By Nick Olig
Having grown up in America, I realize I am biased in what I’m about to state, but here it is anyway: I’m still completely baffled by the way foreign languages have both masculine and feminine nouns. It remains a completely insane idea to me. In Spanish, for instance, the restaurant is a man but the library is a woman. What?! Who made the official ruling on that? And more importantly, why? It’s nonsense. Restaurants and libraries are places, not people.
The ultimate saving grace of our system of writing and speech is that we only have one way to say “the.” When you consider how much other languages over-complicate saying “the,” we have a wonderfully simple system. It’s realistic, too, because it’s kind of insane to constantly think of inanimate objects—lifeless things like shoes and spoons—as having male and female sex parts, and maybe I’m being too literal about it, but clearly, they don’t.
I’m sorry if that seems insensitive or xenophobic, and it should be noted that every once in a while I do act like a buffoon, but I have never heard a foreign language teacher (or anyone else) explain the need for masculine and feminine nouns in a convincing fashion. German, French, and Spanish should all drop at least one “The.” Ultimately, I think other languages just have a weird, lingering tradition of smooching and banging scissors and hammers together as though they are Barbie and Ken dolls.
That got me thinking—in as much as it made me paranoid. If, by some miracle, I’m wrong in my criticism of masculine and feminine nouns, then the inanimate objects inhabiting my very own apartment could secretly be experiencing self-aware, gender-influenced lives—just animals with a pulse, like us. For all I know, the pencils, lamps, notebooks, lighters, books, computer, and desk so familiar to me might become sentient and stage raging debates about gender equality and sexism when I leave my residence—kind of like Toy Story, but with a pencil, an oscillating fan, and a computer instead of Woody, Buzz and Bo Peep.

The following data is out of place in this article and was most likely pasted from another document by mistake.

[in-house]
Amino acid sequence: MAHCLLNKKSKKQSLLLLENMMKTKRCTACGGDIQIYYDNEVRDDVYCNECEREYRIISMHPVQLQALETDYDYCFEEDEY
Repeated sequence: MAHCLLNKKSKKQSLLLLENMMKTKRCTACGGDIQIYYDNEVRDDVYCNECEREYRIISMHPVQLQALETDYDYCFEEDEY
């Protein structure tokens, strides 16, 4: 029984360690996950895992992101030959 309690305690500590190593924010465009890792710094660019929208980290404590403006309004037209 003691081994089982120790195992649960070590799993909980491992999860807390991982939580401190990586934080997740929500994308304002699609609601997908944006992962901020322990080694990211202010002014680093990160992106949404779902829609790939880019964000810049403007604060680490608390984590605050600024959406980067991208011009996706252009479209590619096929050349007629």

Let’s explore what would happen if that were the case. Only kidding! This actually happened.
After reheating some cold pizza in a toaster oven and devouring it, I depart my apartment and leave for work. To translate in Spanish, this means that I ate some pizza—which is feminine, mind you—left my manly apartment, and departed for my masculine job.
By the time I pushed through the effeminate door on my down the macho fire escape to my dude-reminiscent car, the inanimate object population of my apartment became abuzz. Everything I owned had an important meeting to conduct. My computer, a female, turned on and voiced an announcement.
“All things small and portable, gather in the living room for today’s debate…”
“What about me? I weigh 300 pounds and I can’t move!”
“We can hear you from the kitchen, Mrs. Refrigerator!” my computer snapped. “We can’t risk you coming here and scratching the linoleum floor. Ever hear of a security deposit, you buzzing old…”
Slinking toward the gathering of objects at the base of the masculine desk and the effeminate computer, my cozy wool blanket interjects.
“Ladies, please, let’s not bicker amongst ourselves. We’re in this together, remember?”
“Thank you, Miss Blanket,” my computer said. “You’re right. Now, in regard to today’s long-awaited debate on gender inequality, Mr. Pencil asked—no, DEMANDED to have opening remarks. So much for ladies first, I suppose. Your remarks, Mr. Pencil?”